It is now well understood in the literature, but not well understood by some helping professionals and volunteers who have not lived through a disaster with multiple deaths, that some aspects of normal counselling, psychotherapy and psychological debriefing can unintentionally retraumatise people and leave them considerably worse off than before the engagement.
Counselling and therapy in normal situations usually encourages people to address the pain in their lives, and work through it. However, in a post disaster situation, if people do not want to talk about the events of the disaster, it is better not to intrude. It is perfectly healthy for people to protect themselves. Helpful questions will encourage stories of survival, resilience and strength since the disaster rather than focus on their trauma or their symptoms. Masten (2001) summarises the point well:
Resilience does not come from the rare and special qualities but from the everyday magic of ordinary, normative human resources in the minds, brains and bodies of children, in their families, relationships and their communities. It follows that efforts to promote confidence and resilience of children at risk should focus on strategies that protect or restore the efficacy of these basic systems. (p. 227)
Shalev and Errera (2008) express a similar notion based on the work of Rutter: "Minor gains can, sometimes, launch a process of reconstitution. Often-heard expressions, such as 'I lost a son, but realized how many friends I have' can make the point: having friends cannot be measured against losing a son. However, the presence of a small 'but' is of essence, because it completely denies the totality of the loss. In evaluating people's inner resources following trauma one might wish to be tuned to the 'but'" (Shalev & Errera, 2008, p.157).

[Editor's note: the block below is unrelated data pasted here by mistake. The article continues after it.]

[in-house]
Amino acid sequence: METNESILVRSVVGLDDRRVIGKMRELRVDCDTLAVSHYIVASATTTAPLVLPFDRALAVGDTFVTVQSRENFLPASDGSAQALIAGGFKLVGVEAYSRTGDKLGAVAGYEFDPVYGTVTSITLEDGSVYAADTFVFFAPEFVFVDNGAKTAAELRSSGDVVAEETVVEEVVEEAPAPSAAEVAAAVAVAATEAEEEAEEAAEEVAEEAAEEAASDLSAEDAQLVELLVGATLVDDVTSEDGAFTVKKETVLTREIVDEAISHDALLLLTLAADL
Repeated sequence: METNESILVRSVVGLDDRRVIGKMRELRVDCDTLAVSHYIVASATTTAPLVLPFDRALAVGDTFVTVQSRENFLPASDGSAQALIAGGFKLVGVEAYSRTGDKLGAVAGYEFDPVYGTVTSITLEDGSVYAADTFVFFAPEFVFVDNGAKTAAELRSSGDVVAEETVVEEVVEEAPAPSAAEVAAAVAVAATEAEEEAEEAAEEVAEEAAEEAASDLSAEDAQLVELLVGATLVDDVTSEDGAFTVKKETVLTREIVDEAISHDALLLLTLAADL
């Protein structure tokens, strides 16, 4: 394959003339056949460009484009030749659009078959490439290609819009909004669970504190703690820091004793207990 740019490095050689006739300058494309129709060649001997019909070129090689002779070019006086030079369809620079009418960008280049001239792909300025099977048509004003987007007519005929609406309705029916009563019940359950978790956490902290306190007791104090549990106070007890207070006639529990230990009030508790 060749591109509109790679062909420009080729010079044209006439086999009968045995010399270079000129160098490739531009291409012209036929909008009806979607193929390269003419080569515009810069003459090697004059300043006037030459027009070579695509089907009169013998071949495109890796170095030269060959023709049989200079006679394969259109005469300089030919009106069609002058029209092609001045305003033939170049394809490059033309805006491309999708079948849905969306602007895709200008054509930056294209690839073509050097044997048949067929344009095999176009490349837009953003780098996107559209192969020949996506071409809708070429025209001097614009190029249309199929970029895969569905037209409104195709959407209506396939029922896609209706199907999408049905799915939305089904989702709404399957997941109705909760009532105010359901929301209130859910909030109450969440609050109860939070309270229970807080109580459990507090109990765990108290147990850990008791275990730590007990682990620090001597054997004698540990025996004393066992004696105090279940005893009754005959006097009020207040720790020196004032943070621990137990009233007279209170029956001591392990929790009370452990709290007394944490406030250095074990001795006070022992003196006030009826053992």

The World Health Organisation (WHO) strongly warns against the use of single session psychological debriefing. Much of the critical evidence on debriefing is quite recent, which explains why many well-meaning agencies and professionals who are not aware of this recent evidence, are still involved and without a doubt will continue to be involved in psychological debriefing. In summary WHO states that (a) emergencies are associated with wide distress and elevated rates of common mental disorders and trauma-related problems, (b) single-session psychological debriefing to the general population is not recommended as an early intervention and (c) a range of social and mental health interventions exist to address social and mental problems during and after emergencies.
The WHO report recommends that most presenting mental health problems during the acute emergency phase are best managed without medication following the principles of psychological first aid: listen, convey compassion, assess needs, ensure basic physical needs are met, do not force talking, provide and mobilise company from preferably family or significant others, encourage but do not force social support and protect from further harm. (WHO, undated).
Five Principles of Trauma Intervention
A very comprehensive and seminal review of the literature by a worldwide panel of experts (Hobfoll et al., 2007) summarises and analyses various studies and proposes a set of principles that guide the overall effectiveness of post disaster interventions. The interventions that were found to be helpful were grouped under the following principles, of those that promote:
* a sense of safety
* a sense of self collective efficacy
* connectedness and
For the people of Saleapaga relocating the main village inland after the tsunami provides a good example of promoting safety. In a short space of time many households had moved and relocated. There were very few roads and no water reticulation inland so these needed to be built. …